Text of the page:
“It’s my cousin’s fault I started riding,” Missy explains. Her grandmother Madeline Montesion paid Missy’s cousin Christine Pacheco five dollars to teach her how to ride when she was a little girl. Stories like that pop up frequently. She remembers when Liz’s dad bought a pony Missy had wanted for herself; she felt as if he had been stolen away from her. A more recent family story comes from a stormy night in August 2008 when she and her children piled into the barn loft for a sleep over to help Earle – their newly rescued, big, gray barn cat – settle in; Earle was named so after an encounter with a cup of Earl Grey tea. Another story is Earle’s disappearance in early 2009. It happened not too long after Jen Rose, who had been boarding Al Pacino outdoors at Pond View Farm in West Tisbury, trailered him to South Wind to stay indoors in a stall for a stormy weekend. When Earle showed up with a fever and a scratched cornea a day after Jen had taken her horse back to Pond View, Missy deduced that the curious cat must have been exploring the trailer and went with it when Jen left, then jumped out and made his way home from West Tisbury.

South Wind demonstrates how Island networks pull together to make things happen. Missy’s uncle Gene Bergeron did the site clearing and planned the paddocks. He also introduced her to the late Joan McGurren, who became a client at Missy’s salon and an inspiration, recommending Barn Pro for the barn kit. (The barn is dedicated to Joan, who was killed in a horse and carriage accident in 2006.) Al Araujo poured the concrete for the barn floor. Tim McHugh, who grew up with Kim and Missy, built the barn. Greg Willett of Willett Electric, and Rob Young, Edgartown’s electrical inspector (and Lisa Lawson’s fiancĂ©), did the electrical work. Jimmy Cimeno of Walter Smith Plumbing & Heating did the plumbing. Virtually everyone is connected through family or friendship.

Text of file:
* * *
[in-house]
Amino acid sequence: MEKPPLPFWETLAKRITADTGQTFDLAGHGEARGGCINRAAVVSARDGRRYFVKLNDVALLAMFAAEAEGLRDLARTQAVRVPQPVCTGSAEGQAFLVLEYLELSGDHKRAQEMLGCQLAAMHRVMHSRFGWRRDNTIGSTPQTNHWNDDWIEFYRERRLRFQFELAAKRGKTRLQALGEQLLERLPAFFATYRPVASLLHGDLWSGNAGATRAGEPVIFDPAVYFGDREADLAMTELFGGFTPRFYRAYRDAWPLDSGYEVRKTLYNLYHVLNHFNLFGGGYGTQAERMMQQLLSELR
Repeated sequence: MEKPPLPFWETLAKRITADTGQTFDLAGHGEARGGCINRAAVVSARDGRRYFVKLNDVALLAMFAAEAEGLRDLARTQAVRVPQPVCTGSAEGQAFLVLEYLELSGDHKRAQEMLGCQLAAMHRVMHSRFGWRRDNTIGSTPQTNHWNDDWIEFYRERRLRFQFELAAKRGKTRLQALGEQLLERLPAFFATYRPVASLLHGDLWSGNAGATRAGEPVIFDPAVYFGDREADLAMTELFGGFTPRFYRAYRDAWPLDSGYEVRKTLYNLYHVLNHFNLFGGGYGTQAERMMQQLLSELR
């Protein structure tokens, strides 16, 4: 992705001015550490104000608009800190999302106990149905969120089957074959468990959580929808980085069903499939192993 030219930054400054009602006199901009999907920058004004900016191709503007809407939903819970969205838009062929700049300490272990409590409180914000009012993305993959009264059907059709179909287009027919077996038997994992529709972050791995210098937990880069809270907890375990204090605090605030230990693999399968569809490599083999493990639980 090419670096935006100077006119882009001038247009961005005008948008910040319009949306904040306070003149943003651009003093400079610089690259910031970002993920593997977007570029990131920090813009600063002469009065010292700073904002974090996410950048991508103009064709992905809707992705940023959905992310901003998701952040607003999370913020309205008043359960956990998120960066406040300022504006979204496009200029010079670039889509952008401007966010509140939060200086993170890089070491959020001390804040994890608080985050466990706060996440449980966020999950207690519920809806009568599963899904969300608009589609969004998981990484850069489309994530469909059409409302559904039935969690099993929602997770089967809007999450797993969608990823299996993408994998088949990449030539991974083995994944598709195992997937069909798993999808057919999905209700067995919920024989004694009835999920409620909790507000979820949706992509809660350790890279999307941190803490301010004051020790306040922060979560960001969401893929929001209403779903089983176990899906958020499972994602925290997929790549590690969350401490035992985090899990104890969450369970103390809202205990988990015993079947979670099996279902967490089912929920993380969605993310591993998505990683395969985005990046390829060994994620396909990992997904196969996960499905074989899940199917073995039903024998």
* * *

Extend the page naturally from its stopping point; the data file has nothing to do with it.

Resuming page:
Kim’s husband, Dan Rogers, of Russell’s & Son Excavation in Oak Bluffs, built the 80-by-180-foot outdoor riding ring, which has a shavings-and-sand base and is situated beyond a tree grove behind the barn; he used fill from foundations he had dug. Sharon Mello of Martha’s Vineyard Screenprint Company in Oak Bluffs designed the logo and T-shirts for South Wind. Sweetened Water Farm, which is also a co-op barn, has divided trailer loads of hay and orders of shavings for stall bedding. Neighbor Janet Aldeborgh, who also shares hay and shavings, lets South Wind boarders ride on her field and small jump course next door at Herring Creek. Rather than having to buy new fill for the ring and barn, Missy worked out a trade for her premium topsoil with John Keene Excavation. Manure goes to Morning Glory Farm to fertilize crops.

“I feel like we touch everybody here on the Island,” Missy says. “At least everybody who buys produce at Morning Glory.”

A handsome, two-story structure finished with natural, tongue-and-groove barn siding, South Wind has five stalls, a tack-room/office, and a bathroom on the ground floor. Upstairs in the loft, where hay is stored, there is room in one corner for grain barrels, a small refrigerator, a microwave, and a table. Two cozy, Southwest-style, tag-sale sofas line the back wall. Missy had doggie dormers added on either end to create more headroom and light, as well as lockers for storage. Outside are a roomy hot-water shower for the horses and a two-stall shed, which expands the barn’s capacity to seven horses. Along with the Vasiliadis house, a checkerboard of seven turnout paddocks near the barn, and the riding ring behind it complete the property. The boarders exercise their horses in the ring, go on a hack (trail ride) down nearby Meetinghouse Way, or ride in neighbor Janet Aldeborgh’s field.